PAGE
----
Going beyond ice and a slice

The garnish is one element of a cocktail that's easily forgotten, says Joel Harrison, but with a little consideration, they can elevate even the simplest drinks to new heights

Words by Joel Harrison

There is a science to mixing a good cocktail. The spirit, mixer, dilution and balance of the three are all important factors. As is the serve style: ‘straight up’ or ‘on the rocks’. But one crucial element that is easily overlooked is the garnish.

The two extremes of the garnish game have given this aspect of a good drink a bad name. From the ‘ice and a slice’ of a poorly made pub Gin and Tonic to overloaded tiki-style drinks that require a machete for reams of tropical leaves, fruit skewers and the like, garnishes can have a significant impact on the overall experience of a cocktail.

Far from a pointless dressing or final flourish of showmanship, a drink’s garnish goes beyond mere aesthetics, adding layers of flavour and aroma as well as visual appeal.

Martini with a lemon twist
'The lemon twist is the trailer for the drink, an aromatic advert for the Martini.'

However, the key role of any good garnish is introducing the senses to the liquid to come. Take the humble Martini, for example. A small sliver of lemon peel expressed over the crystal-clear surface of the drink will leave tiny pools of essential oils released from the citrus twist, adding a lively and dynamic note to the drink. It also releases the oils into the air, preparing the palate for the crisp cocktail to come. The twist is the trailer for the drink, an aromatic advert for the Martini.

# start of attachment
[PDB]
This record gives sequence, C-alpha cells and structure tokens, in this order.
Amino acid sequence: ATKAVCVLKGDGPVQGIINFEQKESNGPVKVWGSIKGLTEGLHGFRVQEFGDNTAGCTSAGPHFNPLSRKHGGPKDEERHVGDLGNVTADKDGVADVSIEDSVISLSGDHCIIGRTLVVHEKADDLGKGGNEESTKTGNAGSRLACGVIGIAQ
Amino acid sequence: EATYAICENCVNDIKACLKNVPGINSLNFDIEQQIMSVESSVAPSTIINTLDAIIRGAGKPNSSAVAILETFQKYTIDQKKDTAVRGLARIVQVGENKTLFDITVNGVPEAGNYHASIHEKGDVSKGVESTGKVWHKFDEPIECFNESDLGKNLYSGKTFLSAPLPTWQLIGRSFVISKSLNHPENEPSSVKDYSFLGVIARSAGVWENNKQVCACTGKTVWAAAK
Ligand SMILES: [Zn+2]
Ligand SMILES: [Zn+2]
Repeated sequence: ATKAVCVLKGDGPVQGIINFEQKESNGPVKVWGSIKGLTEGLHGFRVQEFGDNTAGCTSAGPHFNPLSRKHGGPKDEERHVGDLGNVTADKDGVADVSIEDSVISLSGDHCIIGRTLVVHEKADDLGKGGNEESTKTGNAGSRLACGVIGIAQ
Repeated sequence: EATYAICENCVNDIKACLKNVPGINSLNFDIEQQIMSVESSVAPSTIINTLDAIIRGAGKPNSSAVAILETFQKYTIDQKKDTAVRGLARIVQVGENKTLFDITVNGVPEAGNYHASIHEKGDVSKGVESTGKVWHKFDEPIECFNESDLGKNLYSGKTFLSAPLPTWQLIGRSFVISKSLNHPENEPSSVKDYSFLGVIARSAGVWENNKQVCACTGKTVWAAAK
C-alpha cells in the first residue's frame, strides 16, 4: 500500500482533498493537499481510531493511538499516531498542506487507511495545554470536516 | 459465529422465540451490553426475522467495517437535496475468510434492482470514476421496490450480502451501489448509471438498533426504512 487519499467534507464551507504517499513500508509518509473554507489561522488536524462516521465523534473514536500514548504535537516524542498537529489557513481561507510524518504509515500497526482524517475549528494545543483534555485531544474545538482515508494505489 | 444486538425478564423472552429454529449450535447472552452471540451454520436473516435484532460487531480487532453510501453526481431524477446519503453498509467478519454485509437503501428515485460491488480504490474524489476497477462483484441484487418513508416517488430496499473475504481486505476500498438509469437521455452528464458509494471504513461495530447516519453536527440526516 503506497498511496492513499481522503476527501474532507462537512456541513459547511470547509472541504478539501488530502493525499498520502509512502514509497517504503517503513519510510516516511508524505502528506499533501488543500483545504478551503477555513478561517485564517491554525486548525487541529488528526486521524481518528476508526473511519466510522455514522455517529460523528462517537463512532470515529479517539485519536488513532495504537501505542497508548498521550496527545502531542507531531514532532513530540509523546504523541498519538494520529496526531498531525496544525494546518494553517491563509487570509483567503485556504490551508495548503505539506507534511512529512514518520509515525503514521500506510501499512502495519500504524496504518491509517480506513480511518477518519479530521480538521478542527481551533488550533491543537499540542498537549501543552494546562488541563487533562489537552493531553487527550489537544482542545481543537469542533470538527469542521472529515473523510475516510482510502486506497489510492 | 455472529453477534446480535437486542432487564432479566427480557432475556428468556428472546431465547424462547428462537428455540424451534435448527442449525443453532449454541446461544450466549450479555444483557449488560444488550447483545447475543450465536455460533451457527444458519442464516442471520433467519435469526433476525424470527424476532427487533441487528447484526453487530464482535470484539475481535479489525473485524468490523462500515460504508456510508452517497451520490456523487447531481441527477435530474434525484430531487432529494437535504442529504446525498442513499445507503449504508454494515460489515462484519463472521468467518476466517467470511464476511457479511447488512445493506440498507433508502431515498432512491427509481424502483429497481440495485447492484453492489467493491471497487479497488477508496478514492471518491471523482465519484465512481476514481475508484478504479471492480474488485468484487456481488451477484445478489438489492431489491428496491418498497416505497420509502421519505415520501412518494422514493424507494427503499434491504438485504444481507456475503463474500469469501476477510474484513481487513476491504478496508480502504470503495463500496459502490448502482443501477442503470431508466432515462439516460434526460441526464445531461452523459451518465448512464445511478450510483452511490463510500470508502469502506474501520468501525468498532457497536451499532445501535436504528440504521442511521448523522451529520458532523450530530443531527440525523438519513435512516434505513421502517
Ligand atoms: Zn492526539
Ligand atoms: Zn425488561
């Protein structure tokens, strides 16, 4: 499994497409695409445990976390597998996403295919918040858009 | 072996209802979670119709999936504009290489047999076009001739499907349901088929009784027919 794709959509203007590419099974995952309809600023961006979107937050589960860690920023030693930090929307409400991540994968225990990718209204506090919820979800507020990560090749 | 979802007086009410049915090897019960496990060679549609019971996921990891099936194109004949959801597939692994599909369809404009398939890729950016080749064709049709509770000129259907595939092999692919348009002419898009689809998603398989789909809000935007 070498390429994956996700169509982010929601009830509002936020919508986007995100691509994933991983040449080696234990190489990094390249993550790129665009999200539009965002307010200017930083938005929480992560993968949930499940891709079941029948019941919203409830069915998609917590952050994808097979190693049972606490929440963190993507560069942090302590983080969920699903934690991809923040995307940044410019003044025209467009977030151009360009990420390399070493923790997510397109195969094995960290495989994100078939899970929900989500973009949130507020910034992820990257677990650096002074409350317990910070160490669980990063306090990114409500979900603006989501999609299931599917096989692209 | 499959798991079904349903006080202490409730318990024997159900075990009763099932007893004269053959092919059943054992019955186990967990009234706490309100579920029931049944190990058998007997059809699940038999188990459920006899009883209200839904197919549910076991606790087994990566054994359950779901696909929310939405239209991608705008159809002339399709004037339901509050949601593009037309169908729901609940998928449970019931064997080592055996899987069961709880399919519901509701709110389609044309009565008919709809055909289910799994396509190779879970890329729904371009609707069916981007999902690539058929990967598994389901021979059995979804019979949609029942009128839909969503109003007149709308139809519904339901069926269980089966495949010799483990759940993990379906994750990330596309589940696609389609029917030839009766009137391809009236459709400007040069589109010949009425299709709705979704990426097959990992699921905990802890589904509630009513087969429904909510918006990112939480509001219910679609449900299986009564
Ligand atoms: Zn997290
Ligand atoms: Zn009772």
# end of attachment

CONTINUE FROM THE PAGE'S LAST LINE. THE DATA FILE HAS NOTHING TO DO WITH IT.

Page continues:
The same applies to a Gin and Tonic. Over the past few years, there has been a rise in the options afforded to anyone ordering this seemingly simple mixed drink at a bar. A decade ago, the simple call for a ‘G&T’ would not have required further clarification; the customer would usually receive a measure of Gordon’s or Beefeater diluted with Schweppes tonic water and served with two small ice cubes. The garnish would be a lemon wedge. If you were lucky, it would be freshly cut.

Cocktails with garnishes
Garnishes that are added in handfuls, such as peppercorns, often add little in terms of aroma or flavour but can easily spoil a cocktail

Not today. A rising tide floats all boats, and the water level is high in the harbour of both gin and tonic brands; with it has come a new diversity in garnishes. Each gin brand seems to want to out-do its competitors with new outlandish trims, from samphire to strawberries.

Don’t get me wrong, playing the creative game with a garnish is brilliant. It can elevate a humble Gin and Tonic to something quite special, adding an additional layer of aroma, complexity and visual appeal. But there is a point at which the garnish may inhibit the enjoyment of the drink, getting in the way of a simple sip. Juniper berries and peppercorns are infamous offenders in this regard, adding very little in the way of aroma, often sinking to the bottom of glasses and clogging up straws. They are about as useful as a spoon for a steak.